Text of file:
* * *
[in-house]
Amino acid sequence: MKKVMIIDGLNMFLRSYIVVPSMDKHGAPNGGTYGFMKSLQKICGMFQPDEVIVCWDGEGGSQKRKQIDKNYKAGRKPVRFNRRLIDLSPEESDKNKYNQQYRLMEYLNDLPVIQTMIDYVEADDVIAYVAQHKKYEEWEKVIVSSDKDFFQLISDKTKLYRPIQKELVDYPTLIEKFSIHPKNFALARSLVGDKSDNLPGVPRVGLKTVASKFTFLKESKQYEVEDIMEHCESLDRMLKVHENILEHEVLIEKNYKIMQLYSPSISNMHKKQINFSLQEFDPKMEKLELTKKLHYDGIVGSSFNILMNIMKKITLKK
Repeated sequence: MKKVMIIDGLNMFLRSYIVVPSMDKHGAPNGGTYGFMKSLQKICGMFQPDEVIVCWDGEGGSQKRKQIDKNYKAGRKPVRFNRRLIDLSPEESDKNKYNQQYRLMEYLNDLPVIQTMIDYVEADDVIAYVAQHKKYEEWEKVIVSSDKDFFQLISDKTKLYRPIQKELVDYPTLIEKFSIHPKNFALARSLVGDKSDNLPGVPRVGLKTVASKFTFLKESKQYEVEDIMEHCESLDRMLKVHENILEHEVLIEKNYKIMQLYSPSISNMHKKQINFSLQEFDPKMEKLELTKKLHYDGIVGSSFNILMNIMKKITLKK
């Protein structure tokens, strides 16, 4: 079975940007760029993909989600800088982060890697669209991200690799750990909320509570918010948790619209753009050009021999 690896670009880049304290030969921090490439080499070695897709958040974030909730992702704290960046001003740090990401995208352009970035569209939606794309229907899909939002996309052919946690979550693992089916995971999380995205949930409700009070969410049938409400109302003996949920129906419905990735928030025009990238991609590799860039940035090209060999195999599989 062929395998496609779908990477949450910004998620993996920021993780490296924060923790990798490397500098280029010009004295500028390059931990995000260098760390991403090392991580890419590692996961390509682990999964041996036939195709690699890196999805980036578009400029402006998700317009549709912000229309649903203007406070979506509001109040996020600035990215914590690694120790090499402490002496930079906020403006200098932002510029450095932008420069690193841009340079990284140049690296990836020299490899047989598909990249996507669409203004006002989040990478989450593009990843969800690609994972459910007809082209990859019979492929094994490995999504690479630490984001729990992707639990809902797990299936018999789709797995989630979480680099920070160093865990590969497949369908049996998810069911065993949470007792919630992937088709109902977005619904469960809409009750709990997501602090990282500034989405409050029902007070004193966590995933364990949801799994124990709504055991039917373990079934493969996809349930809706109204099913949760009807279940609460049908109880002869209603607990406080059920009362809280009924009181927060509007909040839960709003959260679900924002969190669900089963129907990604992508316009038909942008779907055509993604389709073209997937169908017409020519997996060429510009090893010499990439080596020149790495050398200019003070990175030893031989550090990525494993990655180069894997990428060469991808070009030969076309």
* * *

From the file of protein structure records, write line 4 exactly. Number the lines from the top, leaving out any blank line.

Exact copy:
């Protein structure tokens, strides 16, 4: 079975940007760029993909989600800088982060890697669209991200690799750990909320509570918010948790619209753009050009021999 690896670009880049304290030969921090490439080499070695897709958040974030909730992702704290960046001003740090990401995208352009970035569209939606794309229907899909939002996309052919946690979550693992089916995971999380995205949930409700009070969410049938409400109302003996949920129906419905990735928030025009990238991609590799860039940035090209060999195999599989 062929395998496609779908990477949450910004998620993996920021993780490296924060923790990798490397500098280029010009004295500028390059931990995000260098760390991403090392991580890419590692996961390509682990999964041996036939195709690699890196999805980036578009400029402006998700317009549709912000229309649903203007406070979506509001109040996020600035990215914590690694120790090499402490002496930079906020403006200098932002510029450095932008420069690193841009340079990284140049690296990836020299490899047989598909990249996507669409203004006002989040990478989450593009990843969800690609994972459910007809082209990859019979492929094994490995999504690479630490984001729990992707639990809902797990299936018999789709797995989630979480680099920070160093865990590969497949369908049996998810069911065993949470007792919630992937088709109902977005619904469960809409009750709990997501602090990282500034989405409050029902007070004193966590995933364990949801799994124990709504055991039917373990079934493969996809349930809706109204099913949760009807279940609460049908109880002869209603607990406080059920009362809280009924009181927060509007909040839960709003959260679900924002969190669900089963129907990604992508316009038909942008779907055509993604389709073209997937169908017409020519997996060429510009090893010499990439080596020149790495050398200019003070990175030893031989550090990525494993990655180069894997990428060469991808070009030969076309």